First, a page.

Transgender Americans Win Historic Victories from Coast to Coast on Election Night 2017

November 8, 2017 • 12:28 pm

WASHINGTON – Transgender Americans won historic races in Virginia, Minnesota, Georgia, and California last night — delivering a rebuke not just to President Donald Trump’s anti-LGBTQ agenda, but to state lawmakers who have doggedly pursued anti-transgender legislation in recent years.

In Virginia, Danica Roem unseated 13-term delegate Bob Marshall by nearly 10 points. When she takes office, Roem will be the first openly transgender person to win an election and be seated in a state house. Roem’s victory is particularly sweet because her opponent made homophobia and transphobia a hallmark not just of the race, but of his entire career as an elected official. Marshall is the author of some of the most anti-LGBTQ bills in Virginia in recent years, and during the election he refused to debate Roem or even use her proper pronouns.

In Minneapolis, Andrea Jenkins won a decisive victory for a seat on the City Council – making her the first openly black transgender woman to win elected office in the United States. Also in Minneapolis, Phillipe Cunningham is locked in a close race with City Council President Barbara Johnson. Should Cunningham win, he would be the first out black transgender man to be elected to office.

“One year ago, so many Americans woke up feeling scared and unsure about what the future would hold. Today, LGBTQ people – and particularly transgender Americans – are waking up feeling empowered and excited for the work ahead of us,” said Kasey Suffredini, Freedom for All Americans’ Acting CEO & President of Strategy. “From coast to coast, Americans rejected divisive and discriminatory rhetoric about what it means to be transgender. Instead, they looked at transgender candidates as their fellow neighbors, they listened to their proposals for improving local communities, and they voted accordingly. As more transgender people attain elected office, our communities will become fairer, safer, and more equitable places to live and work.”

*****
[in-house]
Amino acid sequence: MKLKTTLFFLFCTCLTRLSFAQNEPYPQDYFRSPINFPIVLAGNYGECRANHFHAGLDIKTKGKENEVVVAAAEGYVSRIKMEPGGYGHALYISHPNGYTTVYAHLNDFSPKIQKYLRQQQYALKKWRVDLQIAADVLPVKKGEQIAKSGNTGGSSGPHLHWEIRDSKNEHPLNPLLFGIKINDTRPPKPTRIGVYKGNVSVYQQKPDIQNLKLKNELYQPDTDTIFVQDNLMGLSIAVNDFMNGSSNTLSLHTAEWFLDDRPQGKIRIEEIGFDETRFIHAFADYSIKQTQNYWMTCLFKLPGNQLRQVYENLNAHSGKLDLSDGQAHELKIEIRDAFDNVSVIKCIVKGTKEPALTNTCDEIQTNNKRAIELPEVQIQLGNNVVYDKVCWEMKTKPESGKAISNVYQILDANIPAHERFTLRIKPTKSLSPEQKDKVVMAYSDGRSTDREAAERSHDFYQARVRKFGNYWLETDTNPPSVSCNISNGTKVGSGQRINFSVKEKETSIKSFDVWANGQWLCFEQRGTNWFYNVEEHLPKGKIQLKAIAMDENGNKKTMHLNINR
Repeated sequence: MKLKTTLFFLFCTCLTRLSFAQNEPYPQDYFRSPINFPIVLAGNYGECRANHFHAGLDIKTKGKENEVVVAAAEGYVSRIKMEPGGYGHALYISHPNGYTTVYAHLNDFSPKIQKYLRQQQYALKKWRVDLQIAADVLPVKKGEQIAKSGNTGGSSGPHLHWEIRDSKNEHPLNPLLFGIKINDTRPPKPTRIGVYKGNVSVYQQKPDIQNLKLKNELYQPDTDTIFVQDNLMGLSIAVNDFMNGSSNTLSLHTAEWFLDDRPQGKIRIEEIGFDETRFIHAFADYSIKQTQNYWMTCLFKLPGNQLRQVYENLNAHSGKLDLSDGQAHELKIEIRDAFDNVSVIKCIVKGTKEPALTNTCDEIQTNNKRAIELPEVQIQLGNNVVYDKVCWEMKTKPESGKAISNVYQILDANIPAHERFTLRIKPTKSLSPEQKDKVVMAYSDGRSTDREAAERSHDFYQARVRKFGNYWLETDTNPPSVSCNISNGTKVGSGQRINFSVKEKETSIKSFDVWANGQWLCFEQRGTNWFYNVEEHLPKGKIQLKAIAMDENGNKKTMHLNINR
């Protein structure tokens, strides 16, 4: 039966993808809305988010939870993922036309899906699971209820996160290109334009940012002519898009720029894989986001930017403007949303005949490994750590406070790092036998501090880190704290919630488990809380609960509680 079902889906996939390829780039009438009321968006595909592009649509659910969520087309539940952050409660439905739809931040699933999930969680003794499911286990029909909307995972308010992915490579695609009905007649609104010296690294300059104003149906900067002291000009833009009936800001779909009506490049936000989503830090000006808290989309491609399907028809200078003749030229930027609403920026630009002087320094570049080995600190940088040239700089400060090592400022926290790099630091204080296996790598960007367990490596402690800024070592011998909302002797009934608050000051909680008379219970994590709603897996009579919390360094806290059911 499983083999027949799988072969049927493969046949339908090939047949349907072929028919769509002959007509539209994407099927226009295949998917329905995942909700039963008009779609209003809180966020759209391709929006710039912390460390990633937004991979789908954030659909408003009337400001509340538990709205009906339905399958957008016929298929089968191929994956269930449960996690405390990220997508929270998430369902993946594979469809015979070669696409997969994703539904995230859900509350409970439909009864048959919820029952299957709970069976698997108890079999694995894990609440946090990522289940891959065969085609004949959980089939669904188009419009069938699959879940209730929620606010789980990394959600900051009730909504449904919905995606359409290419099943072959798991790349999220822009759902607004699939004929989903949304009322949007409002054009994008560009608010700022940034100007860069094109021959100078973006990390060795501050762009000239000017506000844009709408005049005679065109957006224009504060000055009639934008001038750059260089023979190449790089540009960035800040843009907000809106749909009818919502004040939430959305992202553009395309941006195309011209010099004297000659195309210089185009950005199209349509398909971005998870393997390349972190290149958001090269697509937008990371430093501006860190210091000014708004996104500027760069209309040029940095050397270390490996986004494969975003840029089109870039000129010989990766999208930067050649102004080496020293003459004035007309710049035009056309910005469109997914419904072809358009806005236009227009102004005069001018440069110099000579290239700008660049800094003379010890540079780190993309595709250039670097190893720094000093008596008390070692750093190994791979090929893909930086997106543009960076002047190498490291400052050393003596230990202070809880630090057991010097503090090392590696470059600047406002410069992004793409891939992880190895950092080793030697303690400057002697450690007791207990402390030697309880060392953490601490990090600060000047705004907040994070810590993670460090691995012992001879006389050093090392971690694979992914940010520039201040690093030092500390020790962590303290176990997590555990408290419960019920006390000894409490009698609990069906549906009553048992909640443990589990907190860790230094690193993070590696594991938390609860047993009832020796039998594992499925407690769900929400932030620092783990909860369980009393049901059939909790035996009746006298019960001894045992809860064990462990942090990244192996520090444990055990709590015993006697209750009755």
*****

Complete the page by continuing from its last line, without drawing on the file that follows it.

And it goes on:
There were milestone victories in Georgia and California, as well. In Georgia, Stephe Koontz – a small business owner who is a transgender woman – won a spot on the Doraville City Council. The victory makes her the first openly transgender person to ever win an election in the city, and the only openly transgender person to hold elected office in Georgia at the moment. In California, Lisa Middleton won a historic victory to the Palm Springs City Council. Middleton is the first openly transgender person to win a non-judicial elected office in California.

The election results will undoubtedly increase visibility for transgender Americans, particularly in the communities where candidates won. Increased visibility and a greater understanding of what it means to be transgender and how discrimination impacts real Americans on a daily basis is central to our efforts to advance nondiscrimination nationwide. Freedom for All Americans is committed to strengthening public education efforts through our Transgender Freedom Project, and to sharing stories of discrimination via American Voices for Freedom.

Freedom for All Americans is the bipartisan campaign to secure full nondiscrimination protections for LGBTQ people nationwide. Our work brings together Republicans and Democrats, businesses large and small, people of faith, and allies from all walks of life to make the case for comprehensive nondiscrimination protections that ensure everyone is treated fairly and equally.


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